Family Mediation - Questions and Answers
What is Family Mediation?
Family mediation is an Alternative Dispute Resolution technique that is used to resolve issues that are experienced between family members. The mediation process allows both parties to have confidential dialogue and to reach an agreement between the disputants with the assistance of a mediator, or neutral person. The mediator, being impartial, cannot advise you on what you should or should not accept with regards to possible solutions, but will work as a catalyst clarifying legal issues keeping the lines of communication open.
What Type of Issues may be covered by Mediation?
Milton Keynes Family mediation can involve disputes post separation or divorce such as child custody or ownership disputes as well as such issues as elder mediation which relates to dealing with elderly family members. Other family disputes that can benefit from mediation include land disputes and finances. Additional issues include pet allocation, addressing the welfare of ill family members as well as visitation rights if one parent finds themselves in unacceptable living arrangements post divorce.
How Long Do Mediation Usually Take?
As a general rule of thumb, mediations will take no longer than three hours; however, this is up to the discretion of the mediator and how they feel the proceedings are moving along. If it appears that a resolution is just around the corner, they will continue until it is achieved. If however, there seems to be many more issues to deal with, and then additional sessions may be scheduled. Much mediation reaches a conclusion between three and six hours. At this point if there is no agreement, the mediator may conclude that other techniques may need to be implemented or that the case requires more formal attention.
How Confidential is the Process?
While most of what is said during the mediation process is held in the strictest of confidence, it is important to note that financial information can be made public if the case were to go before a court. Information divulged during the mediation process cannot be used in court unless both the parties involved have agreed to it. During the mediation process itself, caucus or private sessions between one party and the mediator, may be called by either party. The information divulged during this caucus is entirely confidential and may not be used in the mediation unless permission is granted.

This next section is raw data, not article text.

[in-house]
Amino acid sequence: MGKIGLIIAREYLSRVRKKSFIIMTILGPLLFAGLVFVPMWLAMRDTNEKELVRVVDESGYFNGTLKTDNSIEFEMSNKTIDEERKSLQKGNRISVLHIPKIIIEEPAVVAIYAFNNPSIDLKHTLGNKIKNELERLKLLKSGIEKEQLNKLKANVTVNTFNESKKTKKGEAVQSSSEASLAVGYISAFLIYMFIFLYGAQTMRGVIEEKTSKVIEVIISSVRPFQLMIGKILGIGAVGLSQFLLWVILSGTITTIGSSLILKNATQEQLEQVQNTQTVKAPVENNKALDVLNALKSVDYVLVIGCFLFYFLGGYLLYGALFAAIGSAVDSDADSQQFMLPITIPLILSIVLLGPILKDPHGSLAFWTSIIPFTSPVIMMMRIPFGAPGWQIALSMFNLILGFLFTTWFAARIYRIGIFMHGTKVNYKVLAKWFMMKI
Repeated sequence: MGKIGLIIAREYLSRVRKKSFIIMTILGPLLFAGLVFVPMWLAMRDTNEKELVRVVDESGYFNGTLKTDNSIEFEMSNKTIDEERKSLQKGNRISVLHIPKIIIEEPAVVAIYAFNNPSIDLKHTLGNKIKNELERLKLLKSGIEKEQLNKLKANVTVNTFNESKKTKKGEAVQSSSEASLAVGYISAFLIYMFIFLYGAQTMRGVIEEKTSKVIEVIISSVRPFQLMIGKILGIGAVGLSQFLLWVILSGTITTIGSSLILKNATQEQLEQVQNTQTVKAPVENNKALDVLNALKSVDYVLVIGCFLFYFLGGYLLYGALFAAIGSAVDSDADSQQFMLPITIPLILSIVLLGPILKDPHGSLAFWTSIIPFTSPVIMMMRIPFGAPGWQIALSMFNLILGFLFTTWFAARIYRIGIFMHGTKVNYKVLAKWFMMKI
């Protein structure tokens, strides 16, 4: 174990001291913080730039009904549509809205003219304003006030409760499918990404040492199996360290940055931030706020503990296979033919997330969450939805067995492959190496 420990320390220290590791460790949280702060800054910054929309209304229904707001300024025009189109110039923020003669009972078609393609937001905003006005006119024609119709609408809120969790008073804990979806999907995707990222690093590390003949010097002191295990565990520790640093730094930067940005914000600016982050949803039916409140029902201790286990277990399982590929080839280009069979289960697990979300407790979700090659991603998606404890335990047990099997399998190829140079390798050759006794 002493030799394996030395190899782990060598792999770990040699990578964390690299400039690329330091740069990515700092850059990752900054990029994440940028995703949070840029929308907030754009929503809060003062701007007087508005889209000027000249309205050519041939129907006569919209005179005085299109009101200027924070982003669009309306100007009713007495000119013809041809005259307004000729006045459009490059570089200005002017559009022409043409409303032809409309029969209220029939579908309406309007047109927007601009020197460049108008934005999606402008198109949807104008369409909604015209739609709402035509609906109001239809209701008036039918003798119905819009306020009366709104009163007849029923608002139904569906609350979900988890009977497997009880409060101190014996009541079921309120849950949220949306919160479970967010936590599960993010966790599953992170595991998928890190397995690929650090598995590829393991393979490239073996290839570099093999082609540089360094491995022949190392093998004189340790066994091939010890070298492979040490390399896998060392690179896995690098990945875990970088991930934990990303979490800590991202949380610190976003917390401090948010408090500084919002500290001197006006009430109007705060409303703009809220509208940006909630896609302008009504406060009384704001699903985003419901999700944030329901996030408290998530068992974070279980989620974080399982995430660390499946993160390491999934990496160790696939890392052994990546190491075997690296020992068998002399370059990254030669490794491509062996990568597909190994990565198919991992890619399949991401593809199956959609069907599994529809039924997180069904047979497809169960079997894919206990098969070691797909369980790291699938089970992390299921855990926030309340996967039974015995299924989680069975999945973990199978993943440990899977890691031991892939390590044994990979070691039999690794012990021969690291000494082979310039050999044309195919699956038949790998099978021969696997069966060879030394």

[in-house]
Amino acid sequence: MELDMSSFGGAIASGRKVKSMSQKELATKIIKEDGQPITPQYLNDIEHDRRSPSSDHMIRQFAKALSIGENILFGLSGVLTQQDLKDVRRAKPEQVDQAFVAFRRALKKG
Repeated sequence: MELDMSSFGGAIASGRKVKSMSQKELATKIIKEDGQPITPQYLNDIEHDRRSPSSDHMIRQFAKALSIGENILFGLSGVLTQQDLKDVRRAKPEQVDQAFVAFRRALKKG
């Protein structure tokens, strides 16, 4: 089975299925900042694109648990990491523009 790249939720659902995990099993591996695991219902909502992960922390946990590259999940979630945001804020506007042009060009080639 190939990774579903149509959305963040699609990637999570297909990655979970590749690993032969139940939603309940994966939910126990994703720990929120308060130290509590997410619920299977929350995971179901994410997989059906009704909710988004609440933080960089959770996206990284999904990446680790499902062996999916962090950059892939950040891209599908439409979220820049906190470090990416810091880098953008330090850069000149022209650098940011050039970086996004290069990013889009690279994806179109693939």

If an Agreement is Reached, How is it enforced?
In the event that an agreement is reached by both the parties which is mutually satisfactory, a summary will be written up which must then be presented to a solicitor. The solicitor will then compile an agreement based on the summary which is legally binding and will request that both parties sign the agreement. The initial summary written up by the mediator is not a legally binding contract, but a contract of good faith. It is only made legal once a legal representative turns it into a binding contract.
Are Mediators Legal Representatives?
Although it is becoming commonplace for Salisbury family mediators to have a legal background and for many of them to have a very good understanding of the legal process, some people feel that the nature of mediation is very different to the confrontational nature of court proceedings and prefer to work with Northampton family mediators who are not qualified lawyers, but rather paralegals who have trained in mediation and have an excellent understanding of the legal system.